What's important in evaluating resources?
Updated: Jun 11
When you find a recommended resource here at Thinking To Learn, you should know that I've evaluated these resources while looking for the following characteristics:
Ease of use - the resource doesn't require an education degree, a ton of supporting materials or specialized knowledge. It may contain additional instruction and background that assists a parent/tutor in understanding how best to use the resource.
Challenging, engaging - appropriately challenging for the age level, without a lot of busy work or boring repetition. Evokes a stretch of a child's thinking skills as opposed to an emphasis on rote memory.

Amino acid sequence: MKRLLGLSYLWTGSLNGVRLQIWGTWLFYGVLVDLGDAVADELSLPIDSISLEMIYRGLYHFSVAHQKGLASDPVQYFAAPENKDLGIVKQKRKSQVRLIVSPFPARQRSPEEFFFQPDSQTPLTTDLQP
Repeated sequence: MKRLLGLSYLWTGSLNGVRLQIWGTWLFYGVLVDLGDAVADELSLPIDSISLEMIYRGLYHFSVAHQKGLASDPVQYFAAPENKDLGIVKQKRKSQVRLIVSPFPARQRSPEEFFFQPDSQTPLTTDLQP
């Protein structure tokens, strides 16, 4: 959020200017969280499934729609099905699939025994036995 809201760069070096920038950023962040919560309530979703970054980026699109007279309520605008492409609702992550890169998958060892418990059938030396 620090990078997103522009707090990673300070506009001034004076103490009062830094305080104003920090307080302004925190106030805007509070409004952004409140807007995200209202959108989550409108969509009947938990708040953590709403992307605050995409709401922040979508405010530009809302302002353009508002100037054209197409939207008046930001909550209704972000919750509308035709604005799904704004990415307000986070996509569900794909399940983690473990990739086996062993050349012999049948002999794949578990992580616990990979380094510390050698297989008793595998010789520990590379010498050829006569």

Developmental, foundational - teaching or enhancing actual critical thinking skills or core skills which are building blocks for good thinking.
Targeted for the need/purpose as defined.
Frequently recommended - found and recommended by other parents, teaching organizations, cooperatives and tutors for use.
There are plenty of resources on the market that claim to answer your search for good materials, whether for use in the home school, to supplement school-based learning, or to prepare a child for cognitive abilities tests.
My goal is to cut through as much of that noise as possible and provide you with a review and evaluation you can trust.